COVID-19 Daily News Digest – June 2, 2020
Scrapped 2020 cruise season will cost communities in Nunavut, Canada almost $1 million
On April 5, the government announced Canadian cruise ships would be prevented from “mooring, navigating or transiting” in Canadian Arctic waters. And that foreign passenger vessels would be required to give Transport Canada 60 days notice before entering Arctic waters and “… would be subject to any conditions the Minister determines necessary to ensure the protection of marine personnel and local communities.
Guilt as a helpful emotion
Guilt may seem like an odd partner. Many of us are taught not to feel guilty. But these problems are our problems. We have a responsibility to change the conditions that have led to the abuse and abduction of Indigenous women, the disproportional COVID-19 infection rate among minority communities, and the wrongful deaths of black men. We take pride in our systems and organizations when they benefit us. But when something goes wrong, we are quick to distance ourselves and blame others.
After The Pandemic: Why COVID-19 has made me more optimistic we can tackle the climate crisis
We need to listen to the young people, to climate-vulnerable states, to indigenous peoples, to women, to the scientists, to environmental defenders, and we need to ensure the global community is supportive of their needs, including action on the provision of climate finance.
Ottawa’s support for Inuit women’s safety is urgently needed: Pauktuutit
“COVID-19 shouldn’t be an excuse [to delay the plan], because we know women are actually at a higher risk [of violence] right now,” she said. “I think [the action plan] should happen this year—families have been waiting.”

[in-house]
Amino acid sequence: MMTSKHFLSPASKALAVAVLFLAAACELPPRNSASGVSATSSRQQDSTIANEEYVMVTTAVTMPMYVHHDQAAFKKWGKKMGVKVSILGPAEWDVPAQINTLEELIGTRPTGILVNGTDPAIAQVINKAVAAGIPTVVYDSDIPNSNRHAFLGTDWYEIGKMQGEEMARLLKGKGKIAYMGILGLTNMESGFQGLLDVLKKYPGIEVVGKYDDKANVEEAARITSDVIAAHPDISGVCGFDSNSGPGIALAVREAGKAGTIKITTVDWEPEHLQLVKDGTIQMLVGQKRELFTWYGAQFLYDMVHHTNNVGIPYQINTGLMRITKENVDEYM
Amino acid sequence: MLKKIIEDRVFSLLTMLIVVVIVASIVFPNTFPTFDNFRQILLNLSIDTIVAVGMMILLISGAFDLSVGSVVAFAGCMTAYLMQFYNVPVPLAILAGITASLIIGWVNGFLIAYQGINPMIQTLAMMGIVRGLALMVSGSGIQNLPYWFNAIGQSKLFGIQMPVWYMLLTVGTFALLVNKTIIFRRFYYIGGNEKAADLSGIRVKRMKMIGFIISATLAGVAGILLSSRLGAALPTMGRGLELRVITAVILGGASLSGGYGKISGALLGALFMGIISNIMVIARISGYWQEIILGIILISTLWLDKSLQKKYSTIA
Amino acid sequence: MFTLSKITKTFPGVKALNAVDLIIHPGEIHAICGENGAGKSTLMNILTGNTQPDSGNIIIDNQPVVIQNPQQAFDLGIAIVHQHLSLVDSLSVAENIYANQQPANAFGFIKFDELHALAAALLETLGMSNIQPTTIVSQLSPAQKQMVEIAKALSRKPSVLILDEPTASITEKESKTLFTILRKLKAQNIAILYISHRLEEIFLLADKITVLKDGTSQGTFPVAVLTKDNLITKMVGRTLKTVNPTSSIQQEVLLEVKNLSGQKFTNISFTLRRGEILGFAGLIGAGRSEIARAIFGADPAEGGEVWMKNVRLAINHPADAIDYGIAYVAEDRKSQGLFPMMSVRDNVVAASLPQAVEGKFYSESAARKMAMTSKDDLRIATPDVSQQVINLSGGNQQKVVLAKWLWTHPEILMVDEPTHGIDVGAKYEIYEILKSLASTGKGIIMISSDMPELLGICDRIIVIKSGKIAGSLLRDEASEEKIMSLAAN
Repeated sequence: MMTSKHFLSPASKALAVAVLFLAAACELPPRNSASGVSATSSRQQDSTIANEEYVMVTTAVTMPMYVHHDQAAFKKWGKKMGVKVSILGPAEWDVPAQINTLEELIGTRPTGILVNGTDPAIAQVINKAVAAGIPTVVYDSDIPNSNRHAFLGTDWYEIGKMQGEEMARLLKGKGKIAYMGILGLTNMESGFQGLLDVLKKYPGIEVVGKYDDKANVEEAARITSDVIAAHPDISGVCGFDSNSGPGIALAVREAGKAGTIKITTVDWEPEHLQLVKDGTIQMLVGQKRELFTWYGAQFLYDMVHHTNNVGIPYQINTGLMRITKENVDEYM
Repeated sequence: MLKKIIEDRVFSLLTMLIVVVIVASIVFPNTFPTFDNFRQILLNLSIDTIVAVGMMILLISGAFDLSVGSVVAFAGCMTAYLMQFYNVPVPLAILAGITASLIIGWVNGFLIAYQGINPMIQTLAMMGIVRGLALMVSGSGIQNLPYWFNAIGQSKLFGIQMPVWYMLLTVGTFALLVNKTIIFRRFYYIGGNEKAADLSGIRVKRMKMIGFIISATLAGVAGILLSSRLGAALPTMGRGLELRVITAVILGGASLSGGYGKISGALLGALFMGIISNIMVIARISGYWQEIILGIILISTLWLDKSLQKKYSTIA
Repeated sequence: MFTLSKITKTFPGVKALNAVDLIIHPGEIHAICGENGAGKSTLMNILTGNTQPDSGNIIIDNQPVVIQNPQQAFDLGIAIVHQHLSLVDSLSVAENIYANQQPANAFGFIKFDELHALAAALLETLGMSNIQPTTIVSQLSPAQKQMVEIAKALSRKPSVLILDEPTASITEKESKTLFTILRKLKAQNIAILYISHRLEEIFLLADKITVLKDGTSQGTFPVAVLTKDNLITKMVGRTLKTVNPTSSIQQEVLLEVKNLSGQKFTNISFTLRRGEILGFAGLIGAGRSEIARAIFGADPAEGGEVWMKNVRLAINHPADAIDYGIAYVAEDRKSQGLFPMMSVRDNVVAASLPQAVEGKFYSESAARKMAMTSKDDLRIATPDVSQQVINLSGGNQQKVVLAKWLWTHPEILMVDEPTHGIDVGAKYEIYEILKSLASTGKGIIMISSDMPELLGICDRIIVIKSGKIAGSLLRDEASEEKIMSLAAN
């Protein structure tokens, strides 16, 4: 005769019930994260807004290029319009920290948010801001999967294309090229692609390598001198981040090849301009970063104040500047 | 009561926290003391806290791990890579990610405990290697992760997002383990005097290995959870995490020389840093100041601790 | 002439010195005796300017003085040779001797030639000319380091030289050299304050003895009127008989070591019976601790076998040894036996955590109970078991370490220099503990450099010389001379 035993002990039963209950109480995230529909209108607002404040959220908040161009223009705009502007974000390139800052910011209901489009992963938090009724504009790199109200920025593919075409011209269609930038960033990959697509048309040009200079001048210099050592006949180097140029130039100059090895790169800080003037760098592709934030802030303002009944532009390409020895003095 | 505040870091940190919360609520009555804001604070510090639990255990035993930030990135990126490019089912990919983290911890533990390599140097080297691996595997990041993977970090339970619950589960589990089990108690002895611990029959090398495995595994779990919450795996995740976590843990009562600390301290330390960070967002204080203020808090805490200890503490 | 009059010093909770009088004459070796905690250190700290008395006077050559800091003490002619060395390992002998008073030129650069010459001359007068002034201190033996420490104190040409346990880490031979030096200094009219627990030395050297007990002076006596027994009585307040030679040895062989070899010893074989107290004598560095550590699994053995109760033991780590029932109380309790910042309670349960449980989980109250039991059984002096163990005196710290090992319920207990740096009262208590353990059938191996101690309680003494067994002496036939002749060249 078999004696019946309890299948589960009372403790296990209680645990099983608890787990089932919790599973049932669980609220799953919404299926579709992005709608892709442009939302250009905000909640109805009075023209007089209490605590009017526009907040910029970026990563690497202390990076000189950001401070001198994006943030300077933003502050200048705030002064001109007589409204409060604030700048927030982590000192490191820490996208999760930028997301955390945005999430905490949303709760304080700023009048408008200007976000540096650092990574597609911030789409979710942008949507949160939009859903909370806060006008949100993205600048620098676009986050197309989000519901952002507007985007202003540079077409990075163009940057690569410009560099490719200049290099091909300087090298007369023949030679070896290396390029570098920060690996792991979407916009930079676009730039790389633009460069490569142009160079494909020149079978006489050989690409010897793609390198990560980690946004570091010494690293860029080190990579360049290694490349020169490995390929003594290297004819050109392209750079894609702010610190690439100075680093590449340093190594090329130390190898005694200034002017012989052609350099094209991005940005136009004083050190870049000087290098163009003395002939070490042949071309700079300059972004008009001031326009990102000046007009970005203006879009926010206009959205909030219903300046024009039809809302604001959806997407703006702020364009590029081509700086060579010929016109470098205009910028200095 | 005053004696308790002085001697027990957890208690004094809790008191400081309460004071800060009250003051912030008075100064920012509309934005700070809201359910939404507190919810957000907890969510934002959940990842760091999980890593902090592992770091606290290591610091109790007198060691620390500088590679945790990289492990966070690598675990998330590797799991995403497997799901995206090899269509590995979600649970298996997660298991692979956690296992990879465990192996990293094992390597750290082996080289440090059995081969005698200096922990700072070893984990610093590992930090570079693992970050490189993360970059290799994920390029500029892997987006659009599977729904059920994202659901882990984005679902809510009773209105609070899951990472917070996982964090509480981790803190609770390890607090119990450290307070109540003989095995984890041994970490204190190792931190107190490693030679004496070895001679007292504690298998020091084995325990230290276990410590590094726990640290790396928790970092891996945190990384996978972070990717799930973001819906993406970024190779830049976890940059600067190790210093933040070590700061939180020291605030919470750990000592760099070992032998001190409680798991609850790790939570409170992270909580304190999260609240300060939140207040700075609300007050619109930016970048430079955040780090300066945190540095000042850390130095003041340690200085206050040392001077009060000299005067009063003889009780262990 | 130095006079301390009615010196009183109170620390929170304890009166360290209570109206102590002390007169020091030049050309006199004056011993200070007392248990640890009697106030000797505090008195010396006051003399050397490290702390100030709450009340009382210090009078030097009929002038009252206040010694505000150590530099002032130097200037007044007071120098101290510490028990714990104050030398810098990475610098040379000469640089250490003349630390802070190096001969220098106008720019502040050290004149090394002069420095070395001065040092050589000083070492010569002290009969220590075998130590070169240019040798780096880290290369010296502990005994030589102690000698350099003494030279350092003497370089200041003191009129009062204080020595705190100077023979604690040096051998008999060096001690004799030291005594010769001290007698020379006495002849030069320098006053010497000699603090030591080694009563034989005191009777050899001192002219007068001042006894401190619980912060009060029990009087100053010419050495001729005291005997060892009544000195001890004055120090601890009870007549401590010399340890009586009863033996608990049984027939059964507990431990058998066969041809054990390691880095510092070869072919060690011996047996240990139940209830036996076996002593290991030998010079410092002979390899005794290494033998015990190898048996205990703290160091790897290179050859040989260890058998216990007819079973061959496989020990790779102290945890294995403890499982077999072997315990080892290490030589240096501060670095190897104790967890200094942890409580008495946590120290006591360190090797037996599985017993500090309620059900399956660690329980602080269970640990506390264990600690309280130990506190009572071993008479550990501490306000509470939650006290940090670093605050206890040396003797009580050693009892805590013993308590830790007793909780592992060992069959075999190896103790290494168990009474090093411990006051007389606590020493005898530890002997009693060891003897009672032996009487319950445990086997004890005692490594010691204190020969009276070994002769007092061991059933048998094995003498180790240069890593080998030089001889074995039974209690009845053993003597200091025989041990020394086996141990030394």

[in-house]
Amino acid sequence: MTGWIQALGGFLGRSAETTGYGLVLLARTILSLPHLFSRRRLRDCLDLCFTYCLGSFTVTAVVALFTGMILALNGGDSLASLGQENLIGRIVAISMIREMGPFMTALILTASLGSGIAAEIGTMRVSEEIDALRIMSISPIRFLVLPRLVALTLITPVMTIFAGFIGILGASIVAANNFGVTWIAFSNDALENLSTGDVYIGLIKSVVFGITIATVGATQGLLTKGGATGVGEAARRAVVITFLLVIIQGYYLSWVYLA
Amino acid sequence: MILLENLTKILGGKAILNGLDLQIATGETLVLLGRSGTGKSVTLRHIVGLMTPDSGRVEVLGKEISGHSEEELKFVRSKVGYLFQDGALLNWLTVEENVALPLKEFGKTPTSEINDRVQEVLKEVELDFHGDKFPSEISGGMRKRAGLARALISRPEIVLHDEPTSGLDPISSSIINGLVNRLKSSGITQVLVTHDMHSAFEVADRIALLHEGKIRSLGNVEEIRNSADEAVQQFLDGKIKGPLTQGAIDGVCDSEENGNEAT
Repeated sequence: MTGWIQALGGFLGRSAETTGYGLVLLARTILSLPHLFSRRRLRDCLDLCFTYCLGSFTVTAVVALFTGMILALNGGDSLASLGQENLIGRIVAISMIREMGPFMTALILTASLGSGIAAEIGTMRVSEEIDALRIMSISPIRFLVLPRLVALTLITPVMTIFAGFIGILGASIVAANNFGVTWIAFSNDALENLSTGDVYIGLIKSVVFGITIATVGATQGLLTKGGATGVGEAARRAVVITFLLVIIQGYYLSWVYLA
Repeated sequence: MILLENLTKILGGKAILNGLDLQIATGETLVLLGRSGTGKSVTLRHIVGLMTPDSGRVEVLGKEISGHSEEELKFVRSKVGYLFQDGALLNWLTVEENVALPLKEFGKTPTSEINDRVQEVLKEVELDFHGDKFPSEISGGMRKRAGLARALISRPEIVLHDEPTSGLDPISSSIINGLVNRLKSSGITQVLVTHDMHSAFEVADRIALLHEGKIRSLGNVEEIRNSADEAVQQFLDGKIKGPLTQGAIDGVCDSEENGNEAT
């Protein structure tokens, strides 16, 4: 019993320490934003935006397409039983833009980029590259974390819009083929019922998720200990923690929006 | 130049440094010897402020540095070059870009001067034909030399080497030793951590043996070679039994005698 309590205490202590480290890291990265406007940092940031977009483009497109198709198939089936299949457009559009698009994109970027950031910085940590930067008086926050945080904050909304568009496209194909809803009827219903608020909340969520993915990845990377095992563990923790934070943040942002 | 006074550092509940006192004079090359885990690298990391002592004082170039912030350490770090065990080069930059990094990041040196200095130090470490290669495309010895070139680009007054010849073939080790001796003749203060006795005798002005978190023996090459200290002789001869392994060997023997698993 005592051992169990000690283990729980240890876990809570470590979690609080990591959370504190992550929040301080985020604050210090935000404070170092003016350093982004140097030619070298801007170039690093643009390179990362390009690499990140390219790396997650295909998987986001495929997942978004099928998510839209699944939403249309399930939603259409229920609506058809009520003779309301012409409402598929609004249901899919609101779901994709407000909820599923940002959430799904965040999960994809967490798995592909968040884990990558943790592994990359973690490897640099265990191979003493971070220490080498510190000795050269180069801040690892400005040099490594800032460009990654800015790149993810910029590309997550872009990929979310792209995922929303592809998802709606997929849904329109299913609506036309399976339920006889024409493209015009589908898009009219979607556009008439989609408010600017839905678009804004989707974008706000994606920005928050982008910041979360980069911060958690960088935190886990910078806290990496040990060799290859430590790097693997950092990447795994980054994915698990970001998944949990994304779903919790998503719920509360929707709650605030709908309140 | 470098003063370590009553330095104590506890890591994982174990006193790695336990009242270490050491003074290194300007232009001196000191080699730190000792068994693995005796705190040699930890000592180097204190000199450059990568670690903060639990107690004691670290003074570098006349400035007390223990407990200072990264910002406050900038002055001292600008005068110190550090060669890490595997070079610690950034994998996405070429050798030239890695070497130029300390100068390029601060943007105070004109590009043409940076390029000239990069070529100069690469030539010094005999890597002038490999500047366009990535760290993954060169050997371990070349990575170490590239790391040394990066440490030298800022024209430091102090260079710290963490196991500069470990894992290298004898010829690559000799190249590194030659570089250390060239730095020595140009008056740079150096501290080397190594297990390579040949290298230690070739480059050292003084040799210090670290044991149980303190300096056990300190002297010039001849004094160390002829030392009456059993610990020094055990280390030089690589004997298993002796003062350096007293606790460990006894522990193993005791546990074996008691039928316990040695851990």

With or without that plan, Pauktuutit is asking the federal government for immediate funding for women’s shelters in Inuit communities. The organization has requested $20 million for the construction of five emergency shelters and transitional housing units, which, Kudloo stressed, “are desperately needed.”
‘Indigenous voice matters:’ What to watch this June
“Indigenous representation in media has always been important to me as a journalist, but also just as a consumer of television and movies. People’s images of Indigenous people have been shaped by movies negatively in the past, that’s why it’s so important that Canadians in general have a chance to see the amazing Indigenous movies that are being made.”
Another $650M in COVID-19 aid bound for Indigenous communities, Miller says
“These funds will go toward more nurses, will help procure specialized supplies and will support work with First Nations, Inuit and Metis communities on continued community-driven responses,” Trudeau said May 29 outside his Rideau Cottage residence.
Mining industry accused of spreading COVID-19 in remote communities by new report
The report, titled ‘Voices on the Ground’ and published on Tuesday, accuses mining companies from all over the world of prioritizing profit over worker safety by continuing to operate during the pandemic, and failing to take adequate safety precautions after outbreaks were discovered, sometimes with fatal results.
Our recovery from COVID-19 should be rooted in reconciliation
If young people can organize such impactful projects in a matter of days, imagine the calibre of ideas we would see coming from them over a longer term, given the opportunity.
As we recover from the pandemic, we must open the door to Indigenous youth’s ideas and innovation. The TRC shows us how.